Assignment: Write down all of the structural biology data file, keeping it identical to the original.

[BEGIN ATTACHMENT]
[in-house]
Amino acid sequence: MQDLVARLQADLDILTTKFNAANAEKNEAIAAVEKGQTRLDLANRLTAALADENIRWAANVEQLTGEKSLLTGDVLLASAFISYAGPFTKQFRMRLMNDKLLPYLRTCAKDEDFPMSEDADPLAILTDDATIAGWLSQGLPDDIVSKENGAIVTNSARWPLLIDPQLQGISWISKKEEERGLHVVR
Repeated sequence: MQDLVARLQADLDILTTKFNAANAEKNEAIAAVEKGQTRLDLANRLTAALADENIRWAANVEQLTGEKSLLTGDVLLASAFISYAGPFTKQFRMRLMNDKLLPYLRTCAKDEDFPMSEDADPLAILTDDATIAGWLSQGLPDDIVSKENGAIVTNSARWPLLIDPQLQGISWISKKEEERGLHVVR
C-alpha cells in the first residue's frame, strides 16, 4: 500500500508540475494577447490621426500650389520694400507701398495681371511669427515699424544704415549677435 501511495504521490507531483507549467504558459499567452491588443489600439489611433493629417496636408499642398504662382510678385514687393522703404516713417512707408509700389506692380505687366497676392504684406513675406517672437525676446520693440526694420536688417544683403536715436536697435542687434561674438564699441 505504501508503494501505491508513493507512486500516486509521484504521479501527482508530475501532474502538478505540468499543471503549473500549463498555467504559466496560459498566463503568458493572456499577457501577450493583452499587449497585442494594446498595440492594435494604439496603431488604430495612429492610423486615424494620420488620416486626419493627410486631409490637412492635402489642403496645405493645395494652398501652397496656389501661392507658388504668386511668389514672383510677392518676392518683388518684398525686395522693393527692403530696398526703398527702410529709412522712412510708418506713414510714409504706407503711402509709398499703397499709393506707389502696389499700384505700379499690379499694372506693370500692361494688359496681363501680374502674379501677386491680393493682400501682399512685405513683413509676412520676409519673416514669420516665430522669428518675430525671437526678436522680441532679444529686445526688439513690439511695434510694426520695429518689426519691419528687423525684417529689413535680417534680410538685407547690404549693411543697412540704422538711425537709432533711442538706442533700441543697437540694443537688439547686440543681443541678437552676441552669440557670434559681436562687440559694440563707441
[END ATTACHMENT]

[in-house]
Amino acid sequence: MQDLVARLQADLDILTTKFNAANAEKNEAIAAVEKGQTRLDLANRLTAALADENIRWAANVEQLTGEKSLLTGDVLLASAFISYAGPFTKQFRMRLMNDKLLPYLRTCAKDEDFPMSEDADPLAILTDDATIAGWLSQGLPDDIVSKENGAIVTNSARWPLLIDPQLQGISWISKKEEERGLHVVR
Repeated sequence: MQDLVARLQADLDILTTKFNAANAEKNEAIAAVEKGQTRLDLANRLTAALADENIRWAANVEQLTGEKSLLTGDVLLASAFISYAGPFTKQFRMRLMNDKLLPYLRTCAKDEDFPMSEDADPLAILTDDATIAGWLSQGLPDDIVSKENGAIVTNSARWPLLIDPQLQGISWISKKEEERGLHVVR
C-alpha cells in the first residue's frame, strides 16, 4: 500500500508540475494577447490621426500650389520694400507701398495681371511669427515699424544704415549677435 501511495504521490507531483507549467504558459499567452491588443489600439489611433493629417496636408499642398504662382510678385514687393522703404516713417512707408509700389506692380505687366497676392504684406513675406517672437525676446520693440526694420536688417544683403536715436536697435542687434561674438564699441 505504501508503494501505491508513493507512486500516486509521484504521479501527482508530475501532474502538478505540468499543471503549473500549463498555467504559466496560459498566463503568458493572456499577457501577450493583452499587449497585442494594446498595440492594435494604439496603431488604430495612429492610423486615424494620420488620416486626419493627410486631409490637412492635402489642403496645405493645395494652398501652397496656389501661392507658388504668386511668389514672383510677392518676392518683388518684398525686395522693393527692403530696398526703398527702410529709412522712412510708418506713414510714409504706407503711402509709398499703397499709393506707389502696389499700384505700379499690379499694372506693370500692361494688359496681363501680374502674379501677386491680393493682400501682399512685405513683413509676412520676409519673416514669420516665430522669428518675430525671437526678436522680441532679444529686445526688439513690439511695434510694426520695429518689426519691419528687423525684417529689413535680417534680410538685407547690404549693411543697412540704422538711425537709432533711442538706442533700441543697437540694443537688439547686440543681443541678437552676441552669440557670434559681436562687440559694440563707441